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Orison Swett Marden
This eBook from the Gutenberg Project consists of approximately 151 pages of information about Eclectic School Readings.

On he climbed, from height to height, becoming successively professor of mathematics in the University of Tennessee, lawyer, member of Congress, attorney-general of Tennessee, United States minister to Constantinople, and, finally, postmaster-general.

Honorable ambition is the leaven that raises the whole mass of mankind.  Ideals, visions, are the stepping-stones by which we rise to higher things.

“Still, through our paltry stir and strife,
        Glows down the wished ideal,
     And longing molds in clay what life
        Carves in the marble real;

    “To let the new life in, we know,
        Desire must ope the portal,—­
     Perhaps the longing to be so
        Helps make the soul immortal.”

THE EVOLUTION OF A VIOLINIST

He was a famous artist whom kings and queens and emperors delighted to honor.  The emperor of all the Russias had sent him an affectionate letter, written by his own hand; the empress, a magnificent emerald ring set with diamonds; the king of his own beloved Norway, who had listened reverently, standing with uncovered head, while he, the king of violinists, played before him, had bestowed upon him the Order of Vasa; the king of Copenhagen presented him with a gold snuffbox, encrusted with diamonds; while, at a public dinner given him by the students of Christiana, he was crowned with a laurel wreath.  Not all the thousands who thronged to hear him in London could gain entrance to the concert hall, and in Liverpool he received four thousand dollars for one evening’s performance.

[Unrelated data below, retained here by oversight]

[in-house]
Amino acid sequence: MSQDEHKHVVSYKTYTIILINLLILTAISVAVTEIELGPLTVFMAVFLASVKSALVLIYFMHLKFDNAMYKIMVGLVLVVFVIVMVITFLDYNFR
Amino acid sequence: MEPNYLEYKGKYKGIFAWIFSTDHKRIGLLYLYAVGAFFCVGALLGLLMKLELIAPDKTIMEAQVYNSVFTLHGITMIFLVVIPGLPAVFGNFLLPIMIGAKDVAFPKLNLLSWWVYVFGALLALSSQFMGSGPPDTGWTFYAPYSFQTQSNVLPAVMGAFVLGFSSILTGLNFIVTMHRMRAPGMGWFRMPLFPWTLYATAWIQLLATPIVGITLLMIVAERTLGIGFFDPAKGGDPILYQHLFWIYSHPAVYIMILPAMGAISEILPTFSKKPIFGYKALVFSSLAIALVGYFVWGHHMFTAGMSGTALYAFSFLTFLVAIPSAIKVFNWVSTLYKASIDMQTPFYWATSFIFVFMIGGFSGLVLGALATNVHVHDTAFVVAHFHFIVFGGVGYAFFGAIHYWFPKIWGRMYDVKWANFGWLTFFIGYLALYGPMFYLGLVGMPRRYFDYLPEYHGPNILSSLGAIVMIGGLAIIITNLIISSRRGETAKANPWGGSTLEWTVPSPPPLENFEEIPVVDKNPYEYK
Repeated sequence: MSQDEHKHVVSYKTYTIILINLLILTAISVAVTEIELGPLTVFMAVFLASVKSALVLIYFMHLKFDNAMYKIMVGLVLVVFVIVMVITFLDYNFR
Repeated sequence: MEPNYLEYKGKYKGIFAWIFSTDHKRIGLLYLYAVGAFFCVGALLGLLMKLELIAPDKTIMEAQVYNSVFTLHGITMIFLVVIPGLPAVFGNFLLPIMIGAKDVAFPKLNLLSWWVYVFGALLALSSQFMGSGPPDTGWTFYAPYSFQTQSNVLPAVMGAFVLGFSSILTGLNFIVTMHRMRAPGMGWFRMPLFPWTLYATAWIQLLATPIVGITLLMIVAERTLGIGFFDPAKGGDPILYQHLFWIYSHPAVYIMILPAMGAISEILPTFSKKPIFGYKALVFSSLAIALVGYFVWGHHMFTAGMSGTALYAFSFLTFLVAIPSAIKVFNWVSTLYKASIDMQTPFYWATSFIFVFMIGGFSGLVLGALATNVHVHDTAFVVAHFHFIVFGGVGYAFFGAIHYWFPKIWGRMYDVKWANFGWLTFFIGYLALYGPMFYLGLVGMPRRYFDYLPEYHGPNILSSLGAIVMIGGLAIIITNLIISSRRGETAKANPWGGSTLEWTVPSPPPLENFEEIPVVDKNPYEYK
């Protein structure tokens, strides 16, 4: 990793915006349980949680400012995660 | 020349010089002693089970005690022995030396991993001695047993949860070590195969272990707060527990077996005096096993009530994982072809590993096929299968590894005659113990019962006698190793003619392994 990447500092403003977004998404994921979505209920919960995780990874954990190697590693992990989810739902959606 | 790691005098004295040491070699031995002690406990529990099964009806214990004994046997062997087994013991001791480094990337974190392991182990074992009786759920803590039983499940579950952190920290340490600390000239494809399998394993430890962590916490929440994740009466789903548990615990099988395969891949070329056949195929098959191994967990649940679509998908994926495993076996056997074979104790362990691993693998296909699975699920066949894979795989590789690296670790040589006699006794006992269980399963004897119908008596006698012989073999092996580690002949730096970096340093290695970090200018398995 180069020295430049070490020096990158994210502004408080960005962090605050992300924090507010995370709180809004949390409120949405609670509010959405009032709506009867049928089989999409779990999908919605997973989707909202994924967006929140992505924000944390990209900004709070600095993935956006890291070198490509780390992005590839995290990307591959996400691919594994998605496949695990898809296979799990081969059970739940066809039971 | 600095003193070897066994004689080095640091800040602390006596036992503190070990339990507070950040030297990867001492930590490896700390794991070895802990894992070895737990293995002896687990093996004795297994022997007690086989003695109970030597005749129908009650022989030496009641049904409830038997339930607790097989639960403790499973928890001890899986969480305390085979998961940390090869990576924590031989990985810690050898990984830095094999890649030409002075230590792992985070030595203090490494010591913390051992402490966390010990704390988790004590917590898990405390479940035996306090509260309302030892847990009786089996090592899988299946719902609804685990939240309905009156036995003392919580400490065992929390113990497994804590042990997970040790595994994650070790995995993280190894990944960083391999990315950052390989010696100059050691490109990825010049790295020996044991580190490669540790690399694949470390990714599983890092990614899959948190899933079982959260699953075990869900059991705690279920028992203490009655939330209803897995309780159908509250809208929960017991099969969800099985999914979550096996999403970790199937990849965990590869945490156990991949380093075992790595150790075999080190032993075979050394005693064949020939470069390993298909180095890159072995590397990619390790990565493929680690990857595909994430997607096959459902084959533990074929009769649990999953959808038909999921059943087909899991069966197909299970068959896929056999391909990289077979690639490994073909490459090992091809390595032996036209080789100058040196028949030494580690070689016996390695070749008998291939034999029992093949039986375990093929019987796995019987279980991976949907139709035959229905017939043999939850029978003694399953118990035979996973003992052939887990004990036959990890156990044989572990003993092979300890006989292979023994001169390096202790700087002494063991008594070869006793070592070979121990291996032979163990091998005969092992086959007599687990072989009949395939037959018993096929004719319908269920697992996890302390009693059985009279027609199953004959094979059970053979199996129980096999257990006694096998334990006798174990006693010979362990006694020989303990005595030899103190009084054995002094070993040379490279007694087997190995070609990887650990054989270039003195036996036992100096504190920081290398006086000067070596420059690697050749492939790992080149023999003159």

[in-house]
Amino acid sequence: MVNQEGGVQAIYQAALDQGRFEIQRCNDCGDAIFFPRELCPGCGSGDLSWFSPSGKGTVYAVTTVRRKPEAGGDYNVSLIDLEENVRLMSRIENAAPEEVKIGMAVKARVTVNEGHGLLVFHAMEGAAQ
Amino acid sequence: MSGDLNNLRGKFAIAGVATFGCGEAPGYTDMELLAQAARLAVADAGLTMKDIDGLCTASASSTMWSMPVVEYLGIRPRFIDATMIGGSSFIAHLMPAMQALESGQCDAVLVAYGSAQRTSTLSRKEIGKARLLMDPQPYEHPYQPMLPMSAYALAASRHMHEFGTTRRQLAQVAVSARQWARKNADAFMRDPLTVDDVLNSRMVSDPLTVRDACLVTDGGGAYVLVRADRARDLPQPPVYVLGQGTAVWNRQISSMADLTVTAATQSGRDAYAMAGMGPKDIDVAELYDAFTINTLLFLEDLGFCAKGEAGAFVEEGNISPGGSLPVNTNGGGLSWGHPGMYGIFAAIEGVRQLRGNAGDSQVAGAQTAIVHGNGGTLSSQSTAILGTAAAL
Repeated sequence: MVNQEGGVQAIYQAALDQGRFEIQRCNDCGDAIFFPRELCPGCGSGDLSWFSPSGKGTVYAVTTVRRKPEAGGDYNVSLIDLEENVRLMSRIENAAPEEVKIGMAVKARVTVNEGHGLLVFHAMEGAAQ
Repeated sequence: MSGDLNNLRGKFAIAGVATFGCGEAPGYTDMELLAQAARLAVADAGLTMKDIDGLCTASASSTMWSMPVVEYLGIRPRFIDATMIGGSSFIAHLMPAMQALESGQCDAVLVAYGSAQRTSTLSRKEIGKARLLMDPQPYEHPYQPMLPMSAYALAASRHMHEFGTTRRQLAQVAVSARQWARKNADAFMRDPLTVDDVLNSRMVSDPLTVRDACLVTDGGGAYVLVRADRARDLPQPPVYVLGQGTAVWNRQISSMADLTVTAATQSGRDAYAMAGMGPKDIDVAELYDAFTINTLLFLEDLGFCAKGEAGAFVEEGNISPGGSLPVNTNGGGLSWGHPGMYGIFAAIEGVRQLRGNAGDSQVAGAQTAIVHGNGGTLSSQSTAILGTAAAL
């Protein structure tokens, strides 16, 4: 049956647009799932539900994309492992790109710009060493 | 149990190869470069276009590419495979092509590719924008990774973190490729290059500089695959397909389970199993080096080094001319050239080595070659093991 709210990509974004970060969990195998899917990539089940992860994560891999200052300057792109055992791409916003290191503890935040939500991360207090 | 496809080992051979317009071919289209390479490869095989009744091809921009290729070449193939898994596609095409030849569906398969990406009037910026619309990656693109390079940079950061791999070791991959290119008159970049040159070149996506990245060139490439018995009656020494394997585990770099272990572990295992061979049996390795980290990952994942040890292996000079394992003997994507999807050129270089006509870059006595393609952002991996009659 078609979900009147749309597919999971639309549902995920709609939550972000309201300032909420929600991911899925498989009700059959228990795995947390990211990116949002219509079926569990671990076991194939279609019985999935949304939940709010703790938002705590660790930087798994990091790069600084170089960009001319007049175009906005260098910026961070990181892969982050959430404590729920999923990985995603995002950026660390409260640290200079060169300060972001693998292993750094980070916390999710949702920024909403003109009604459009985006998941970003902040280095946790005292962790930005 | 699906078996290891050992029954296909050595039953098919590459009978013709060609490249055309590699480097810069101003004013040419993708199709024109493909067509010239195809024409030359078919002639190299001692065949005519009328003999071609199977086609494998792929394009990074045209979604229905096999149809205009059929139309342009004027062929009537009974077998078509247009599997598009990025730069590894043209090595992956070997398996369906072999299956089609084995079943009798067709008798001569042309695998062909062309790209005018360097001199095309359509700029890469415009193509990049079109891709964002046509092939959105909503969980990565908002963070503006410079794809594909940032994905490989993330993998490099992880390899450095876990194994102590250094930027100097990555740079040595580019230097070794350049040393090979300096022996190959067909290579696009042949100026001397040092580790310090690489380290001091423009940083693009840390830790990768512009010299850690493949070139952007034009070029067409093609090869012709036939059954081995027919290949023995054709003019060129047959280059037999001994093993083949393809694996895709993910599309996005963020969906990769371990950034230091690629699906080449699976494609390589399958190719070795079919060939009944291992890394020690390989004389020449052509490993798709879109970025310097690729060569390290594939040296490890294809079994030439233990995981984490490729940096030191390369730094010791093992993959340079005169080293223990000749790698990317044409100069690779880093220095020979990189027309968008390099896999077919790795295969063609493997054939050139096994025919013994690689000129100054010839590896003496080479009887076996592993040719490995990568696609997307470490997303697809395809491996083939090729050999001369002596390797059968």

Yet the homage of the great ones of the earth, the princely gifts bestowed upon him, the admiration of the thousands who hung entranced on every note breathed by his magic violin, gave less delight than the boy of fourteen experienced when he received from an old man, whose heart his playing had gladdened, the present of four pairs of doves, with a card suspended by a blue ribbon round the neck of one, bearing his own name, “Ole Bull.”

The soul of little Ole Bull had always been attuned to melody, from the time when, a toddling boy of four, he had kissed with passionate delight the little yellow violin given him by his uncle.  How happy he was, as he wandered alone through the meadows, listening with the inner ear of heaven-born genius to the great song of nature.  The bluebells, the buttercups, and the blades of grass sang to him in low, sweet tones, unheard by duller ears.  How he thrilled with delight when he touched the strings of the little red violin, purchased for him when he was eight years old.  His father destined him for the church, and, feeling that music should form part of the education of a clergyman, he consented to the mother’s proposition that the boy should take lessons on the violin.

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